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Advanced Engineering 2020

NEC, Birmingham(B40 1NT)

04/11/2020 - 05/11/2020

The UK's largest annual advanced manufacturing trade show, Advanced Engineering is your opportunity to (more)

Drives & Controls Exhibition

NEC, Birmingham(B40 1NT)

25/01/2021 - 27/01/2021

The show brings together key suppliers of state-of-the-art equipment representing the multi-tasking culture (more)

Beating motor failure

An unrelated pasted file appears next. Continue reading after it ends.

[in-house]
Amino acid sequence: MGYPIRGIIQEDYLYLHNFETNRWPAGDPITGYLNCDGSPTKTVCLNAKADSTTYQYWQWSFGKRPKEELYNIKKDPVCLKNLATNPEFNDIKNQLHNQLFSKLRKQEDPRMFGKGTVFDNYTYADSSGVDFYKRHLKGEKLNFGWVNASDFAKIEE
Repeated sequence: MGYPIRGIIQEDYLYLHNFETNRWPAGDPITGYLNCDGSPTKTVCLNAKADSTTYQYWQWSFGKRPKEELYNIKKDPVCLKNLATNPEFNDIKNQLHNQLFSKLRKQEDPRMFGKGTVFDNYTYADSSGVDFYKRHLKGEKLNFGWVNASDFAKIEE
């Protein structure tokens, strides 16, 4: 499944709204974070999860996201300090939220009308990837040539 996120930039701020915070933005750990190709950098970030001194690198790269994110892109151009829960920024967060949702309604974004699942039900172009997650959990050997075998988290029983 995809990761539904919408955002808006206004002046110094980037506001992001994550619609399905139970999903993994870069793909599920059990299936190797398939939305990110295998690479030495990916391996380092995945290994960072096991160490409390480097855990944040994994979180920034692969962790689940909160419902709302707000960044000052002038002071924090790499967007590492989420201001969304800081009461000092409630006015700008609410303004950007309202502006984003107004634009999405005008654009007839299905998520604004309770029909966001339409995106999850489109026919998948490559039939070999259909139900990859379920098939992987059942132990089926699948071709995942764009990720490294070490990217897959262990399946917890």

Beating motor failure In any study of the factors that cause motors to fail, the logical place to start is the power supply. With a properly conditioned and regulated power supply, the output to the motor should be a perfect sine wave on each phase at the motor's ranted voltage and frequency. However, this is rarely achieved, and the result can be a host of problems including: harmonics, which cause overheating and reduced efficiency; overvoltage and undervoltage, the former reducing efficiency and power factor while the latter increases current and causes overheating; and voltage imbalances, which cause overheating and reduce efficiency. Added to these problems can be others such as voltage spikes - from capacitor switching and VFD cable trays - which cause motor insulation failures, frequencies under 50Hz from VSDs - which require additional cooling for the motor, and motor bearing damage from shaft currents, also the result of using VSDs. This problem can be overcome using an insulated bearing sleeve, electro-conductive grease, or a shaft grounding system. Overheating is one of the major causes of lubrication breakdown. However, even without this condition, the pitfalls of lubrication are many. Users tend to under-lubricate and over-lubricate in equal measure, and do not take enough care to ensure that the lubricant does not introduce contaminants into the motor bearings. In addition, the practice of mixing greases with different bases can cause grease constituents to separate and run out, with disastrous effects on the motor. The contamination that can be introduced into motors by lubricating motor bearings can be excluded with care. However, contamination, generally, cannot be completely excluded, either by total enclosure or by using explosion-proof motors. This is a concern as in many operating environments the resulting problems of abrasion, corrosion and overheating can destroy motors very quickly. Another major source of contamination is humidity. This becomes a problem when a motor is de-energised long enough to drop near the dew point temperature. At this point, moisture ingresses the motor, weakening the dielectric strength of electrical varnish and other insulating materials. It also contributes to the corrosion of bearings and other mechanical components. The key to avoiding these problems is to keep the motor (or motors) warm. Where possible, motors stored in humid environments should be pre-warmed before start-up to drive out insulation moisture. Last but not least is the problem of unusual or unbalanced loads. A variety of mechanical conditions exist that can either overstress bearings, leading to early failure, or distort the motor frame, causing asymmetric air gap which in turn can cause vibration and bearing failure or winding overheating. The conditions that cause these problems are to be avoided. They include: couplings that are misaligned; drive belts that are overtightened, or shelves that are misaligned; dynamic imbalances of the load or internal balance of the motor rotor; motor feet not in the same plane, and/or poorly shimmed; and mis-applied bearings.

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